6. The judge effectively therefore offered the Tophams three alternatives.  First, to continue with the present claim with no claim for rectification and no ability to deal with the equity of exoneration issue; secondly, to proceed to the High Court where both the rectification and equity of exoneration issues could be dealt with; and lastly, an adjournment of the present claim.  The judge warned that if there was any kind of adjournment for any purposes, it would lead to costs consequences.

7. The Tophams were quite certain in their own mind at the time that if they were to raise the issues of both rectification and equity of exoneration, they had to go to the High Court.  They therefore decided to seek an adjournment.  This was not strongly opposed by counsel who appeared for the Trustee in Bankruptcy at the hearing.  The District Judge ordered an adjournment.  He also made the following order for costs against the Tophams:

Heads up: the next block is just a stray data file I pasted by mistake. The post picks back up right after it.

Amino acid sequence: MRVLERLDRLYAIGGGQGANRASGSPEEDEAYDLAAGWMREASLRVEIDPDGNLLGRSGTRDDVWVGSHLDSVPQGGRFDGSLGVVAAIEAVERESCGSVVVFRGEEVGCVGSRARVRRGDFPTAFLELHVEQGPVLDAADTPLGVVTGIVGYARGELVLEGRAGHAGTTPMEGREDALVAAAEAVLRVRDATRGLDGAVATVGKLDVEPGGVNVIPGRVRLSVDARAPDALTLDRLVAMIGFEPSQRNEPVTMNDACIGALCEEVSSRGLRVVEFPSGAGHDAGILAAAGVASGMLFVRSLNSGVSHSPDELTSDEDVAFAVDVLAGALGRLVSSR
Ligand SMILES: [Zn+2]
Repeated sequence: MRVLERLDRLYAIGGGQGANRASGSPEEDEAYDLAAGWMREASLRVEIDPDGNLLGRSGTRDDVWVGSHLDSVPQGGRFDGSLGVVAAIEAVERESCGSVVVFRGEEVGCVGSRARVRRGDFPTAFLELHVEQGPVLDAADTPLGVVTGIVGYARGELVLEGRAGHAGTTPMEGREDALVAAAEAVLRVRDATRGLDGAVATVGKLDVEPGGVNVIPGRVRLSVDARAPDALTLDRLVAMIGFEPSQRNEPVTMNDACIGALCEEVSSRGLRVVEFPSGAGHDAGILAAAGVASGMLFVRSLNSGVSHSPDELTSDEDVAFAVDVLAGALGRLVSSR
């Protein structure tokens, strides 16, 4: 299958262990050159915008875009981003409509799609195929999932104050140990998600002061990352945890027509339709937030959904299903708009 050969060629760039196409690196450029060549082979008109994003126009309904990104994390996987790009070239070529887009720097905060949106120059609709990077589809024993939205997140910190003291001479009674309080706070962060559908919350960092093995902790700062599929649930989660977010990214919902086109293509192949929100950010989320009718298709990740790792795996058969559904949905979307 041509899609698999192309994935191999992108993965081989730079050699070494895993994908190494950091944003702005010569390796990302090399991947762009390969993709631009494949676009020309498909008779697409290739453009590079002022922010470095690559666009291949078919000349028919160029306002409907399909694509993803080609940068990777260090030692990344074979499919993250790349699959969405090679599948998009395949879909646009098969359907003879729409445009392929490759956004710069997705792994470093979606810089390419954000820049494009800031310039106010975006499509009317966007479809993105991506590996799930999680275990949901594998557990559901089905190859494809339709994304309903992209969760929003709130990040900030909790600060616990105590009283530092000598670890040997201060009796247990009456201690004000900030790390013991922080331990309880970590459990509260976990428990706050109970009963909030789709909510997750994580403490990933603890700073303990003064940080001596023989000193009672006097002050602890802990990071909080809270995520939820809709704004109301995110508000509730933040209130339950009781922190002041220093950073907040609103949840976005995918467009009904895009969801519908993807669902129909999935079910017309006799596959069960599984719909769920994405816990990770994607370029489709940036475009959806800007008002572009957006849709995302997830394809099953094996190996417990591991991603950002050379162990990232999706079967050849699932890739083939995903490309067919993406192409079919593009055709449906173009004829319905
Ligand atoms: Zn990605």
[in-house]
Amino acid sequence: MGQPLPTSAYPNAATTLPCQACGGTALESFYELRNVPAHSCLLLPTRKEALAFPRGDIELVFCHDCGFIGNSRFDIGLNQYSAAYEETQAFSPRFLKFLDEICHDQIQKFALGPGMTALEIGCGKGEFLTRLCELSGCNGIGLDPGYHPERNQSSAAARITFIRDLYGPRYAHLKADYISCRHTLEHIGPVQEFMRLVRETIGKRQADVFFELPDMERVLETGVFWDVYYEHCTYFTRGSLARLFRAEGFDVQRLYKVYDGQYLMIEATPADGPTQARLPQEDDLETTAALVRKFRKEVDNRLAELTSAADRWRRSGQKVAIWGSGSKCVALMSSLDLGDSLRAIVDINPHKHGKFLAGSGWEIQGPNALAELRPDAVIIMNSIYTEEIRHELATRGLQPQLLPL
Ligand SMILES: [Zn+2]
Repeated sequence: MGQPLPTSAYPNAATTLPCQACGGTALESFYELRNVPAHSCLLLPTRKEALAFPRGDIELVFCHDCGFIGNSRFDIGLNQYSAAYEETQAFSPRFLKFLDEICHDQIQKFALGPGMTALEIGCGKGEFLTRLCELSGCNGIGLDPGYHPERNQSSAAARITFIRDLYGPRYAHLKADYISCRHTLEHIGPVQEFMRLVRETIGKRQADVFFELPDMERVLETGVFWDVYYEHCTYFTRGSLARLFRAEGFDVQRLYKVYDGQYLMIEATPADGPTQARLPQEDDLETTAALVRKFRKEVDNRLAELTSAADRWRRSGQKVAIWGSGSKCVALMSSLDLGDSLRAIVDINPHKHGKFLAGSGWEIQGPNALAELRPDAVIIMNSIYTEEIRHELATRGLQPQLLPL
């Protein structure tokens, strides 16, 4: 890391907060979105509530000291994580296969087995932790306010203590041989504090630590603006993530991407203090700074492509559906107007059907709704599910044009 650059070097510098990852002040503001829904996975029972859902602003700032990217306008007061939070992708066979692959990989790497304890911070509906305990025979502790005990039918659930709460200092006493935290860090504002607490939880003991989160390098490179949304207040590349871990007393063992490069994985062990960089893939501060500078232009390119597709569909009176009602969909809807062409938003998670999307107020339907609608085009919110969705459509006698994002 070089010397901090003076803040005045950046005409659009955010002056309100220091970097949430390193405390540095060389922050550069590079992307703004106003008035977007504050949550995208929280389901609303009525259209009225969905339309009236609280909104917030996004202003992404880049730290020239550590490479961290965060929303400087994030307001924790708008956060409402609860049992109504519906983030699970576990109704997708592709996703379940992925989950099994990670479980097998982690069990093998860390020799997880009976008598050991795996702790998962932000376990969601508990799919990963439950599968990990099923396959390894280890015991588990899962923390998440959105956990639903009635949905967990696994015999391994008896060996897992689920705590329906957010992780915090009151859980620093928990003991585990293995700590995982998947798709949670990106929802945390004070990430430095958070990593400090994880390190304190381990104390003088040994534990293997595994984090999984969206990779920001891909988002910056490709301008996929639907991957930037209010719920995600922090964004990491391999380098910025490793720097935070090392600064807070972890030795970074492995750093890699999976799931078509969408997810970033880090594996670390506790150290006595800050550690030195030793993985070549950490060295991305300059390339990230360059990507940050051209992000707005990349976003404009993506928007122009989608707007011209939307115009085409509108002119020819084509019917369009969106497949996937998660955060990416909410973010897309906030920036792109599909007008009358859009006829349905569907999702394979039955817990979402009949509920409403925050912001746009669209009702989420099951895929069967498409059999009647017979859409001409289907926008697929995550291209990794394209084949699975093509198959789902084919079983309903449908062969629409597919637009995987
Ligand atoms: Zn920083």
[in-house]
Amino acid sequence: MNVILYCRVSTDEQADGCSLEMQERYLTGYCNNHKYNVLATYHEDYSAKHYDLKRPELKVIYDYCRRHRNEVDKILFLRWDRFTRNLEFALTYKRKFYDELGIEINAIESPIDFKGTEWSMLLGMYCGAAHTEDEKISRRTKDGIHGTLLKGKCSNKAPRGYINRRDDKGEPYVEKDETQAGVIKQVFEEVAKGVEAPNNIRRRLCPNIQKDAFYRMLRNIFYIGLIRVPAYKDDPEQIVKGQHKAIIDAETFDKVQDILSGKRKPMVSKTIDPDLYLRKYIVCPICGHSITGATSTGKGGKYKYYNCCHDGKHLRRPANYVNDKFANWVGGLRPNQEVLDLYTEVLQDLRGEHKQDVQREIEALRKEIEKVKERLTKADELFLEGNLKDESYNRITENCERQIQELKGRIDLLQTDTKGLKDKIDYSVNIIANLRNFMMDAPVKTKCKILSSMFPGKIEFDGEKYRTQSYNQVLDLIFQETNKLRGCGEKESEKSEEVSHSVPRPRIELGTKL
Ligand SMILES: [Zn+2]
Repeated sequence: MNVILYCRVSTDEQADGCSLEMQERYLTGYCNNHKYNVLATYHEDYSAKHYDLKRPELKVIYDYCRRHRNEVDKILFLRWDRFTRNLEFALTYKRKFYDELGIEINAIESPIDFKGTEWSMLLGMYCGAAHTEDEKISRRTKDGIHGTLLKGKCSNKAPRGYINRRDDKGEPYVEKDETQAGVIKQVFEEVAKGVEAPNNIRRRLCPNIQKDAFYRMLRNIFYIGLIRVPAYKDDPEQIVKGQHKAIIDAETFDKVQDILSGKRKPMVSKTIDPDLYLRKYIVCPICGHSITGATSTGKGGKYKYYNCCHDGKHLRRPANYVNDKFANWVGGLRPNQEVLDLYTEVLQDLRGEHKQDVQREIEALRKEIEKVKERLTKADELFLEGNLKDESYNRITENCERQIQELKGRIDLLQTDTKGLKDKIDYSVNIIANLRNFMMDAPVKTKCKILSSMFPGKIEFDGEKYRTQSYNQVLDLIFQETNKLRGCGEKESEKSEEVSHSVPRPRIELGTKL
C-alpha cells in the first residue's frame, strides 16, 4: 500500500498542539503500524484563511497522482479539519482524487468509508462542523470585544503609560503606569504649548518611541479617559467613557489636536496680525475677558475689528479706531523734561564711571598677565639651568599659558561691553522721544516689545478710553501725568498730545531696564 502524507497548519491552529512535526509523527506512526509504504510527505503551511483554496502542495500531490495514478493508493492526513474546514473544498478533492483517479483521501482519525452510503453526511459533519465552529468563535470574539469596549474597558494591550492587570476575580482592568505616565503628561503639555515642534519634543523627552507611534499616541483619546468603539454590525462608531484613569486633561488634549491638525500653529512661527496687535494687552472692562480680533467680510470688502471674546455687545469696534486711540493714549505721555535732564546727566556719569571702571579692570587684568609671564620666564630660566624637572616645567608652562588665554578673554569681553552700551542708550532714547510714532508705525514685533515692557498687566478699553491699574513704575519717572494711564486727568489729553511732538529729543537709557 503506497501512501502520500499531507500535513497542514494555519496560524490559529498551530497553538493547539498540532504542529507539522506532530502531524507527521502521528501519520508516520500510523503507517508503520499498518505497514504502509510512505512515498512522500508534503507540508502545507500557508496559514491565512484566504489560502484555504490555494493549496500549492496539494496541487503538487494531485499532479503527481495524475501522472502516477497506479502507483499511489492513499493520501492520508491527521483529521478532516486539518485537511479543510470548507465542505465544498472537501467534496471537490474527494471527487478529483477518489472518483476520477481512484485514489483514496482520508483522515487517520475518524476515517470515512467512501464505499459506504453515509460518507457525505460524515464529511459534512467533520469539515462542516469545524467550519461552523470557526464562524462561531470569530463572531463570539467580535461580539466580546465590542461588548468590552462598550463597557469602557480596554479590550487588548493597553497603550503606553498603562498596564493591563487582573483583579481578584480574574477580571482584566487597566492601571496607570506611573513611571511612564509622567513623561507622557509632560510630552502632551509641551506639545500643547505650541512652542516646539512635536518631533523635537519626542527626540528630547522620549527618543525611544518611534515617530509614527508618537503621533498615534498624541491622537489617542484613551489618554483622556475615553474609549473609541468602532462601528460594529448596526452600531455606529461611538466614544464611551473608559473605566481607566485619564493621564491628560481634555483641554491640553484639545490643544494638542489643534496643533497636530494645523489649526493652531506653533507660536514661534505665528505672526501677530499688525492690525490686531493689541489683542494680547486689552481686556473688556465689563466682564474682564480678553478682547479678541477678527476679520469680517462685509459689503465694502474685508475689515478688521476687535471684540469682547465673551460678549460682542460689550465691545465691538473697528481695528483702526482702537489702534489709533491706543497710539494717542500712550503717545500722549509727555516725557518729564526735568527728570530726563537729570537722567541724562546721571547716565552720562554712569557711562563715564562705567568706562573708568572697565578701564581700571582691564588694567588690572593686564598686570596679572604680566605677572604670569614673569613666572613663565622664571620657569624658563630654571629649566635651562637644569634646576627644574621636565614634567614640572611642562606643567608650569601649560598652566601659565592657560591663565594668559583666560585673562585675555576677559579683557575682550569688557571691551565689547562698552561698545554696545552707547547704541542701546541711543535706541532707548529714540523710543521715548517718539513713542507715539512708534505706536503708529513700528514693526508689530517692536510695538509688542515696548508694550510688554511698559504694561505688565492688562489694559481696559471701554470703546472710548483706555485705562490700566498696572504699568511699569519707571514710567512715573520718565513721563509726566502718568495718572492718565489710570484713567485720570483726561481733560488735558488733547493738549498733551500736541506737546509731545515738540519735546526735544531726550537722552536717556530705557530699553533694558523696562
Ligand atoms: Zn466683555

“Trustees wasted costs of two days hearing to be paid by Respondents to be subject to detailed assessment if not agreed.”

The “respondents” in that statement are of course the Tophams. 

8. It turns out that the amount of costs at stake is some £26,350.   Effectively, the Tophams could not take any further steps in this litigation until that sum was paid.  The Tophams therefore sought leave to appeal that order, and obtained permission from Morgan J after an oral hearing to appeal it.  Mr Englehart QC heard the appeal on 11 December 2008.